Joshua Noble is a designer, artist, and engineer working with at the intersection of code, design, and science fiction. He blends a product design practice and artistic practice, exploring wearable and embodied technology in ways that approach utility while retaining a critical distance. He lives and works in Seattle, Washington.
Barbara Polster is an artist investigating themes of human limitation, wonder, and relationship to natural scale, primarily through sculpture, installation, and video. She has had two recent solo exhibitions at the William Busta Gallery in Cleveland, OH. In addition, she has participated in numerous group exhibitions at the University of Michigan School of Art and Design, Prak-sis Gallery (Chicago), Rogue Video and Performance (Newark) and the Cleveland Museum of Art. She was awarded the Museum of Contemporary Art Cleveland Neznadny + Schwartz Visiting Curator Selection. Currently, she is an instructor in the ASUW Experimental College.
I thought about many things while swiping through the 1,075 entries submitted to this exhibition. But mostly, I thought about four things: Aaniscopes, rain forests, Walter De Maria and the Beatles.
1. The Aaniscope, by Joshua Noble, enables its owner to feel electromagnetic field radiation (EMF) – the invisible waves from radios, power lines, wifi signals, bluetooth transmissions and wireless communications that travel through our bodies each day.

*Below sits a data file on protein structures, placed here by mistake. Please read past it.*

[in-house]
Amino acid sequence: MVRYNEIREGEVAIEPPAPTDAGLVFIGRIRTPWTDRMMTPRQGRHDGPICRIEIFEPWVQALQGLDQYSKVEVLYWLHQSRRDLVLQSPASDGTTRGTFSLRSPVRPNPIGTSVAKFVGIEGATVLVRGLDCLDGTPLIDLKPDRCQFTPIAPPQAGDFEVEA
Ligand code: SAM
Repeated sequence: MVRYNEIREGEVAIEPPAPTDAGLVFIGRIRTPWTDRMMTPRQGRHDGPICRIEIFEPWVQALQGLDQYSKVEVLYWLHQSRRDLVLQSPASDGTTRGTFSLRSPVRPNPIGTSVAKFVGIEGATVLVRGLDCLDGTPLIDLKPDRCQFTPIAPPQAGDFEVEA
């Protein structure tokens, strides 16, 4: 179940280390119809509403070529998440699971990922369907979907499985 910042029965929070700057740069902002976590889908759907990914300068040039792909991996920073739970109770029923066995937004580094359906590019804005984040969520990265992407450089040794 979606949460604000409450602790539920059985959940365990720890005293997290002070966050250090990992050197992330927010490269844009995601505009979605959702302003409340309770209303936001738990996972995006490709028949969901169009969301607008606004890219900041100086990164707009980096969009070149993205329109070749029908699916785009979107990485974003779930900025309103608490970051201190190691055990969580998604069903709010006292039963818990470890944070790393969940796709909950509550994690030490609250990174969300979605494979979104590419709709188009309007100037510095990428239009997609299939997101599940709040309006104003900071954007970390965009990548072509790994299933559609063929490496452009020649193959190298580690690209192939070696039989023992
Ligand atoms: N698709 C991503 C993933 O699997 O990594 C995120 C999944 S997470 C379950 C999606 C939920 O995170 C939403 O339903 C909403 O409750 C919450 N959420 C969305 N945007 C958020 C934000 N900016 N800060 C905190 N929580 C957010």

2. The quietest place in the United States is believed to exist above a moss-covered log 678 feet above sea level, situated near a singular square inch of silence at 47° 51.959N, 123° 52.221W, in the Hoh Rain Forest at Olympic National Park.
3. In 1977, Walter De Maria installed a grid of 400 polished stainless steel poles in a New Mexico desert, each spaced 220 feet apart, to create his seminal work of Land Art, The Lightning Field. The poles materialize into a living, electric sculpture during a lightning storm. The poles are taller than the average person.
4. Ten years prior, in 1967, John Lennon wrote these words for a song called Strawberry Fields Forever:
Living is easy with eyes closed
Misunderstanding all you see
It’s getting hard to be someone
But it all works out
It doesn’t matter much to me
Let me take you down
Cause I’m going to Strawberry Fields
Nothing is real
And nothing to get hung about
The works presented here form an exhibition landscape comprised of electrical and natural fields – charged materials and particles, positive and negative, each dependent on the other. Several objects live between product and sculpture as critical hybrids that conceptualize wearable technologies. The spaces between screens and the distances between data sets are visualized, visibly and invisibly. Informed by the aesthetics of scrolling, loading, browsing and shopping, the gallery becomes a store.
A singular juror statement would not be conclusive, as the works encompass an asynchronous supply of disciplines, formats, concepts and subjects. But here are four more things to think about:
1. Distributed charges at the surface of physical interfaces: the electric shock of The Bracket that signals you have entered a census subarea where the median income is higher or lower than yours, the cathartic charge of your breath on glass, the pressure of a needle
2. Cash injections and blasts of wifi radiation
3. Particles of matter with previous histories: a handkerchief, a hand, mahjong tiles, yards, closets
4. Ikea, electric fields, silence